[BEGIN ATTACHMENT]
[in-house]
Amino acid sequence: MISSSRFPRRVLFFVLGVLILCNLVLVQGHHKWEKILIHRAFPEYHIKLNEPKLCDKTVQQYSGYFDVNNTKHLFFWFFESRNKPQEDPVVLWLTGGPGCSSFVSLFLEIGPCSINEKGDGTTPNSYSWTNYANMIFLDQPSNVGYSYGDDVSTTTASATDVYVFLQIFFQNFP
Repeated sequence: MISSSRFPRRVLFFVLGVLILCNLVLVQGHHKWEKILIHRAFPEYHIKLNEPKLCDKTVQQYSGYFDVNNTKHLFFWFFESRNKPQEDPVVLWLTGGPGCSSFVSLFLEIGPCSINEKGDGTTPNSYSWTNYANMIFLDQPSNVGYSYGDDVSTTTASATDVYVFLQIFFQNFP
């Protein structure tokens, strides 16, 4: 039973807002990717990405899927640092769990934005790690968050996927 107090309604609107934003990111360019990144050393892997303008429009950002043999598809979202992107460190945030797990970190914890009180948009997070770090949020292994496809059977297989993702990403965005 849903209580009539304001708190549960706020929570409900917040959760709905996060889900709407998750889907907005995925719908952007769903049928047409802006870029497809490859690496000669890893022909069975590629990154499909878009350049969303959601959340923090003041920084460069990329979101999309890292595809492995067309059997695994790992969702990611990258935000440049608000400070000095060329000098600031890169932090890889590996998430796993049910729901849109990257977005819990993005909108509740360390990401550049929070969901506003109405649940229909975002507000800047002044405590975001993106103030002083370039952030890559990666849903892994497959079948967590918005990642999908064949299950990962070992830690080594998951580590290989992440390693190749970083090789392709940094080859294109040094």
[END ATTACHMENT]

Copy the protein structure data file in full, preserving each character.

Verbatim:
[in-house]
Amino acid sequence: MISSSRFPRRVLFFVLGVLILCNLVLVQGHHKWEKILIHRAFPEYHIKLNEPKLCDKTVQQYSGYFDVNNTKHLFFWFFESRNKPQEDPVVLWLTGGPGCSSFVSLFLEIGPCSINEKGDGTTPNSYSWTNYANMIFLDQPSNVGYSYGDDVSTTTASATDVYVFLQIFFQNFP
Repeated sequence: MISSSRFPRRVLFFVLGVLILCNLVLVQGHHKWEKILIHRAFPEYHIKLNEPKLCDKTVQQYSGYFDVNNTKHLFFWFFESRNKPQEDPVVLWLTGGPGCSSFVSLFLEIGPCSINEKGDGTTPNSYSWTNYANMIFLDQPSNVGYSYGDDVSTTTASATDVYVFLQIFFQNFP
């Protein structure tokens, strides 16, 4: 039973807002990717990405899927640092769990934005790690968050996927 107090309604609107934003990111360019990144050393892997303008429009950002043999598809979202992107460190945030797990970190914890009180948009997070770090949020292994496809059977297989993702990403965005 849903209580009539304001708190549960706020929570409900917040959760709905996060889900709407998750889907907005995925719908952007769903049928047409802006870029497809490859690496000669890893022909069975590629990154499909878009350049969303959601959340923090003041920084460069990329979101999309890292595809492995067309059997695994790992969702990611990258935000440049608000400070000095060329000098600031890169932090890889590996998430796993049910729901849109990257977005819990993005909108509740360390990401550049929070969901506003109405649940229909975002507000800047002044405590975001993106103030002083370039952030890559990666849903892994497959079948967590918005990642999908064949299950990962070992830690080594998951580590290989992440390693190749970083090789392709940094080859294109040094």